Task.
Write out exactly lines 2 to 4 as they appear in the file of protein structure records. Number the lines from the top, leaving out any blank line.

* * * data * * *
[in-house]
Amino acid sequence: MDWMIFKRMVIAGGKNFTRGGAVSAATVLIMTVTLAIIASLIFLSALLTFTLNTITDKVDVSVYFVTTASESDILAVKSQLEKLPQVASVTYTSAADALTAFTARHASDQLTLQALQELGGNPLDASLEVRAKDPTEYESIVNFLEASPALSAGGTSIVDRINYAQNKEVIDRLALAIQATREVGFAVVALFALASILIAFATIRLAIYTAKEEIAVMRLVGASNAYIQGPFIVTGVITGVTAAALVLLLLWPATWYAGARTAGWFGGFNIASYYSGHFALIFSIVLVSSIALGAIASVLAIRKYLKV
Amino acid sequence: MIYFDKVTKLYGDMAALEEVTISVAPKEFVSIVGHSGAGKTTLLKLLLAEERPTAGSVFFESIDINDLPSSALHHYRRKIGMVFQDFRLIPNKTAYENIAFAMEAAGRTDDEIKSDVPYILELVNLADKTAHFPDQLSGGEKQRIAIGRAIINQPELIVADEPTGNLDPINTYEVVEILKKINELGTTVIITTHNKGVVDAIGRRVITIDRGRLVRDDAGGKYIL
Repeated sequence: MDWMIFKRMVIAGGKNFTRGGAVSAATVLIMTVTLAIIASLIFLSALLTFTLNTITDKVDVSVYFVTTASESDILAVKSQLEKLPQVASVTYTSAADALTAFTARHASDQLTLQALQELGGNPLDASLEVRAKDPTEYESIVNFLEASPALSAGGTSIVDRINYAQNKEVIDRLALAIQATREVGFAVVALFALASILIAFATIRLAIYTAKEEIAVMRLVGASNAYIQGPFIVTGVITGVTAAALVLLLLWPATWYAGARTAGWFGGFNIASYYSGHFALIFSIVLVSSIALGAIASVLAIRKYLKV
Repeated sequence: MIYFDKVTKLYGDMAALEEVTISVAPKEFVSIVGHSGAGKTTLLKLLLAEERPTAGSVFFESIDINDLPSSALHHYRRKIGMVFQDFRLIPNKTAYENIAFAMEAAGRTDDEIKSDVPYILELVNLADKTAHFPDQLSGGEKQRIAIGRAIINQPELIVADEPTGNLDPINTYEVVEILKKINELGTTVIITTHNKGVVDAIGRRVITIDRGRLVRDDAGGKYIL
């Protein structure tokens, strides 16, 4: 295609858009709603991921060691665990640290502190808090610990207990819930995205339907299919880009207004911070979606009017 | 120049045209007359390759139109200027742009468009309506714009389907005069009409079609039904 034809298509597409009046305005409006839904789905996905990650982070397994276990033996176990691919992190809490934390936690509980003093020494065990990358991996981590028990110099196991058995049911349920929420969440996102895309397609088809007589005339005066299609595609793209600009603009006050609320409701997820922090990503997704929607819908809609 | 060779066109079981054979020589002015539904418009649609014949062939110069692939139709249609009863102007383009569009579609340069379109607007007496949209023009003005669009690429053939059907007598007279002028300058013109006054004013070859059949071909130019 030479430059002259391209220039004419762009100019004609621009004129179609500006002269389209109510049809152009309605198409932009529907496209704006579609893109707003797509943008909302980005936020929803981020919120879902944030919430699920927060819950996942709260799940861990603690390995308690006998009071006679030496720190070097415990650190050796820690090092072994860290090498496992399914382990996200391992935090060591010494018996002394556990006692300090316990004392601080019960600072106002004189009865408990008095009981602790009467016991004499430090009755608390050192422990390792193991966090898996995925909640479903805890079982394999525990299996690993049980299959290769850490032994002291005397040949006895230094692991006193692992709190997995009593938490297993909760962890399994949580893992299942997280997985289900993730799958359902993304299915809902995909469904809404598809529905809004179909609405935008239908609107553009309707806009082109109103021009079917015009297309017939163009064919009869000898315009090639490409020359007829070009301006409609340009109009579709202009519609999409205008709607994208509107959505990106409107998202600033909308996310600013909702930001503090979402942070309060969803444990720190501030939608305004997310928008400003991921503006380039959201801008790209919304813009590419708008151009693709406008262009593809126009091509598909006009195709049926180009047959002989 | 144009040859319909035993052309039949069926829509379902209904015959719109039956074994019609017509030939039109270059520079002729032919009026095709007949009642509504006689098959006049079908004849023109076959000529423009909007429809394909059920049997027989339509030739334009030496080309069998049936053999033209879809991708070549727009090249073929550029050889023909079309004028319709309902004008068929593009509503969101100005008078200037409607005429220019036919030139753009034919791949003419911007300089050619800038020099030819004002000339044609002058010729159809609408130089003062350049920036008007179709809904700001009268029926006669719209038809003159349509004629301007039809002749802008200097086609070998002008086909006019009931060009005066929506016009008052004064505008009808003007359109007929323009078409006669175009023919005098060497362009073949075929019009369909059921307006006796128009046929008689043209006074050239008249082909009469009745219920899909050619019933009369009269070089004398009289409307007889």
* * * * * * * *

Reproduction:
Amino acid sequence: MDWMIFKRMVIAGGKNFTRGGAVSAATVLIMTVTLAIIASLIFLSALLTFTLNTITDKVDVSVYFVTTASESDILAVKSQLEKLPQVASVTYTSAADALTAFTARHASDQLTLQALQELGGNPLDASLEVRAKDPTEYESIVNFLEASPALSAGGTSIVDRINYAQNKEVIDRLALAIQATREVGFAVVALFALASILIAFATIRLAIYTAKEEIAVMRLVGASNAYIQGPFIVTGVITGVTAAALVLLLLWPATWYAGARTAGWFGGFNIASYYSGHFALIFSIVLVSSIALGAIASVLAIRKYLKV
Amino acid sequence: MIYFDKVTKLYGDMAALEEVTISVAPKEFVSIVGHSGAGKTTLLKLLLAEERPTAGSVFFESIDINDLPSSALHHYRRKIGMVFQDFRLIPNKTAYENIAFAMEAAGRTDDEIKSDVPYILELVNLADKTAHFPDQLSGGEKQRIAIGRAIINQPELIVADEPTGNLDPINTYEVVEILKKINELGTTVIITTHNKGVVDAIGRRVITIDRGRLVRDDAGGKYIL
Repeated sequence: MDWMIFKRMVIAGGKNFTRGGAVSAATVLIMTVTLAIIASLIFLSALLTFTLNTITDKVDVSVYFVTTASESDILAVKSQLEKLPQVASVTYTSAADALTAFTARHASDQLTLQALQELGGNPLDASLEVRAKDPTEYESIVNFLEASPALSAGGTSIVDRINYAQNKEVIDRLALAIQATREVGFAVVALFALASILIAFATIRLAIYTAKEEIAVMRLVGASNAYIQGPFIVTGVITGVTAAALVLLLLWPATWYAGARTAGWFGGFNIASYYSGHFALIFSIVLVSSIALGAIASVLAIRKYLKV